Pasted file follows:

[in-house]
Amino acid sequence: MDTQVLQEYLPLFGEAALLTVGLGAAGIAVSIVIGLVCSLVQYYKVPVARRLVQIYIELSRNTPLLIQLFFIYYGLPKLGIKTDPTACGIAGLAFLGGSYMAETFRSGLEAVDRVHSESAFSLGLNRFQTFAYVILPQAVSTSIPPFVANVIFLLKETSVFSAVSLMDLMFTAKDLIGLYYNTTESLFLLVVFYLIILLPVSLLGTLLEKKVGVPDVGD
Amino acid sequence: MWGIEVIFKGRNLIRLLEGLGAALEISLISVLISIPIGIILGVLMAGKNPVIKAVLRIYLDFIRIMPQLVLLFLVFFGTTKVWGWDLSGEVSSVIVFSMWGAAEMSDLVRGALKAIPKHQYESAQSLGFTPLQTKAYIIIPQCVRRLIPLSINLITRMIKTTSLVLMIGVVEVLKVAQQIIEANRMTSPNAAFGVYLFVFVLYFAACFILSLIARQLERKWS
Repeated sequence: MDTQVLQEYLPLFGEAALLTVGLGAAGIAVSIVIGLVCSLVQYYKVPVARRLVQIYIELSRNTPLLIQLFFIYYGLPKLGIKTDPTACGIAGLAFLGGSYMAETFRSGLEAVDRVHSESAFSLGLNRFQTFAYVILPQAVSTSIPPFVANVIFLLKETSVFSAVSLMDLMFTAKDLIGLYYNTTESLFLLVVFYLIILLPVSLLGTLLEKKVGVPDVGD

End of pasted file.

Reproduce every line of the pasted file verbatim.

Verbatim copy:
[in-house]
Amino acid sequence: MDTQVLQEYLPLFGEAALLTVGLGAAGIAVSIVIGLVCSLVQYYKVPVARRLVQIYIELSRNTPLLIQLFFIYYGLPKLGIKTDPTACGIAGLAFLGGSYMAETFRSGLEAVDRVHSESAFSLGLNRFQTFAYVILPQAVSTSIPPFVANVIFLLKETSVFSAVSLMDLMFTAKDLIGLYYNTTESLFLLVVFYLIILLPVSLLGTLLEKKVGVPDVGD
Amino acid sequence: MWGIEVIFKGRNLIRLLEGLGAALEISLISVLISIPIGIILGVLMAGKNPVIKAVLRIYLDFIRIMPQLVLLFLVFFGTTKVWGWDLSGEVSSVIVFSMWGAAEMSDLVRGALKAIPKHQYESAQSLGFTPLQTKAYIIIPQCVRRLIPLSINLITRMIKTTSLVLMIGVVEVLKVAQQIIEANRMTSPNAAFGVYLFVFVLYFAACFILSLIARQLERKWS
Repeated sequence: MDTQVLQEYLPLFGEAALLTVGLGAAGIAVSIVIGLVCSLVQYYKVPVARRLVQIYIELSRNTPLLIQLFFIYYGLPKLGIKTDPTACGIAGLAFLGGSYMAETFRSGLEAVDRVHSESAFSLGLNRFQTFAYVILPQAVSTSIPPFVANVIFLLKETSVFSAVSLMDLMFTAKDLIGLYYNTTESLFLLVVFYLIILLPVSLLGTLLEKKVGVPDVGD